Cognitive Dysfunction - Senility in Geriatric Pets
As our pets age, our bond with them grows deeper and more intense. We’ve grown to love them more over the years and they are more dependent on our understanding and kindness as they deal with the challenges that the elderly face.
One of the issues described commonly in geriatric pets is “senility” (our medical-ese for this is “cognitive dysfunction”).
The old dog that walks out to the yard and stops, staring into space. He doesn’t appear to remember why he’s there. (Or perhaps he does this in the middle of the livingroom.) He only stares off and stands there a while.
Some old dogs get stuck in a corner or behind the couch and seem to be incapable of getting out of their simple predicament.
There is also the old dog who is agitated and restless in the middle of the night - waking to ask to go outside or just waking – pacing, panting and appearing anxious.
And there are many an elderly cat that yowls in the night. This nocturnal vocalization sounds alarming, but there is nothing that seems to be wrong. (Is she hallucinating? Is she dreaming?) Sometimes she has an old sock or something that she’s carrying around while she makes that mournful sound.
If you have a pet like this, you are not alone. In one way, you’re fortunate to have a pet that has grown with you this long to get to this age, but on the other hand, it can sometimes be very difficult to deal with.
A general health examination is a first step to see if there is anything that is treatable. Bloodwork and urinalysis can point to (or rule out) abnormalities in organ function that could cause behavioral changes in an elderly pet. Examples are: diabetes, Cushing’s syndrome, kidney disease, bladder infections, hyperthyroidism in old kitties, and many other possibilities.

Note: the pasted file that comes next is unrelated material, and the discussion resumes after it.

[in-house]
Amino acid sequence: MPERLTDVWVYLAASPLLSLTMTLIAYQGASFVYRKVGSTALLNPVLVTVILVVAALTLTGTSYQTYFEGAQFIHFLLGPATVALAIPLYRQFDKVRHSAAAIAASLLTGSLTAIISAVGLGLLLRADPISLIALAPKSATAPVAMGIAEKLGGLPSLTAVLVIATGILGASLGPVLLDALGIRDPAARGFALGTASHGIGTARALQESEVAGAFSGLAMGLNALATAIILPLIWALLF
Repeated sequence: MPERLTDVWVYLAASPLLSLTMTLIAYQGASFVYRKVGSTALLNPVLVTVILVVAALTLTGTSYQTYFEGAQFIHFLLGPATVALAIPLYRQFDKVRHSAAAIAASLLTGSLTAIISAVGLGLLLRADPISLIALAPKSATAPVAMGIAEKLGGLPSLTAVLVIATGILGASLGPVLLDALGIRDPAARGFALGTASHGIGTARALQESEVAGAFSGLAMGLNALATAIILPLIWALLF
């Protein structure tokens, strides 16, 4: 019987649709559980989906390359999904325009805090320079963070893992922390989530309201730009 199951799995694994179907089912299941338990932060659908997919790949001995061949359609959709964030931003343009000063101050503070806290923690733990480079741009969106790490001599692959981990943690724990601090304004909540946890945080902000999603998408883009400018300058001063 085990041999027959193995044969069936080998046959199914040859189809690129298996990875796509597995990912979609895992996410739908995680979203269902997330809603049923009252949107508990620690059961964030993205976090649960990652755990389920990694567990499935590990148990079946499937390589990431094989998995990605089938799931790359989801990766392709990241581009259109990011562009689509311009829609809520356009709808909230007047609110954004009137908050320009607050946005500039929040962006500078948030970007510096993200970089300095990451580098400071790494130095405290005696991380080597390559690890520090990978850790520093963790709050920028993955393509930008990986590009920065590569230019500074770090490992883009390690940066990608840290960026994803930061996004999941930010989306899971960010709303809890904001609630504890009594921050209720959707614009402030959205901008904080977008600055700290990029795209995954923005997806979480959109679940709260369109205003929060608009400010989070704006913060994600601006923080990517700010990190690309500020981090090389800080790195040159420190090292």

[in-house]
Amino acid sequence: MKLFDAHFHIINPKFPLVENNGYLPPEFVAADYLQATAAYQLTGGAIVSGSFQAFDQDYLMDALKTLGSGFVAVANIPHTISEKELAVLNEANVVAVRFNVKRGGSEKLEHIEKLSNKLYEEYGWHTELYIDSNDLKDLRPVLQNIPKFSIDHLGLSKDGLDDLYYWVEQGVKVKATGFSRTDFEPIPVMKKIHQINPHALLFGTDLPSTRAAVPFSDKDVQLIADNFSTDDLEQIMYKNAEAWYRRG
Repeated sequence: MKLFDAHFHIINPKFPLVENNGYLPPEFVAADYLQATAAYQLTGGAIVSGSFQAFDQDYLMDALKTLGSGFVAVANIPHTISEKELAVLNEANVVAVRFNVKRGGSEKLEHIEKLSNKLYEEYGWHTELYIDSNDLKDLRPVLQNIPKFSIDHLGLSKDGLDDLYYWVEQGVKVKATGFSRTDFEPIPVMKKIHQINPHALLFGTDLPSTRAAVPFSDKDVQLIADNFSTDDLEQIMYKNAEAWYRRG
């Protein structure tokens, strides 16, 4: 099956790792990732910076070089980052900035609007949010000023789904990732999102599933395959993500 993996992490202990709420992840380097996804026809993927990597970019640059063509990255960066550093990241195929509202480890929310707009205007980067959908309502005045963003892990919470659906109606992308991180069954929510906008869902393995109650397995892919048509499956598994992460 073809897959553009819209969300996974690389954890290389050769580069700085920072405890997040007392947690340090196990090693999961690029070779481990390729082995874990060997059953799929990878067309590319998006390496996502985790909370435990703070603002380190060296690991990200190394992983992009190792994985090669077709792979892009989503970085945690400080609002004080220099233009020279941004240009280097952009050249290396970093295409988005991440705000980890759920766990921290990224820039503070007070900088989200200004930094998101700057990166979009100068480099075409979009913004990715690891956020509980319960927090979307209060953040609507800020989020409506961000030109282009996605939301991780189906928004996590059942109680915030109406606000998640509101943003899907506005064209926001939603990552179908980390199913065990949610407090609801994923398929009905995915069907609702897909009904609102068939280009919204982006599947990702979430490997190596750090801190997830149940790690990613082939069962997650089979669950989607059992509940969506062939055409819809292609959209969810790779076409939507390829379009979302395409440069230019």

Hearing loss is very common in this age group. It can explain a lot of the geriatric patient’s seeming lack of awareness. Vision loss sometimes plays a role in this as well. Rarely are these conditions treatable, but getting a checkup will determine if anything can be done. Sometimes an eye condition can be treated and some forms of cataracts can be considered for surgical correction (if the rest of the elderly patient is doing well otherwise).
For many other age-related cognitive change examples, there is no easy fix. Aging takes its toll on the brain, just as it does on all the other major organs. But sometimes your veterinarian can have helpful suggestions at this intensely emotional part of your pet’s life.
Anti-inflammatories can be discussed in cases that may have behaviors related to pain. And we don’t often know for sure that the pet is in pain – but a trial of pain medication can sometimes answer that question. WARNING: Don’t try these medications without veterinary consultation regarding your pet’s specific case, which product is applicable and the dosage.
Decreasing stress in elderly pets is helpful too. Keeping schedules consistent and having predictable pattern of feedings, outings, and bedtimes can help the old dog or cat minimize the things they have to adapt to. Sometimes this isn’t easy as our families evolve and “life happens”. There are some products available – involving specialized pheromones in a spray or diffuser form – that can have a de-stressing effect on anxious dogs & cats. If it sounds like a reasonable thing to try, your vet may be able to suggest a trial with this type of product.
Free radical scavenging supplements may help the brain deal with some of the inflammatory chemicals and free radicals liberated over time. These products can help to soothe some of the effects of aging at the cellular level.
Casein-containing supplements or foods may be helpful. This milk protein is known to have a calming effect on the brain. Also, there’s an amino acid supplement that has been found to influence and decrease stress signals in the brain.
Sedatives can be used intermittently – and in more severe cases, they are sometimes required ongoing.
Mainly, we want the best quality of life for our aging pets. They are so special to us throughout their lives, but seem to need us so much more at this time. Your veterinarian doesn’t want to talk you into any treatment that you’re not comfortable with. We only want to offer what’s reasonable for you and your pet – and for the both of you to enjoy your precious time together.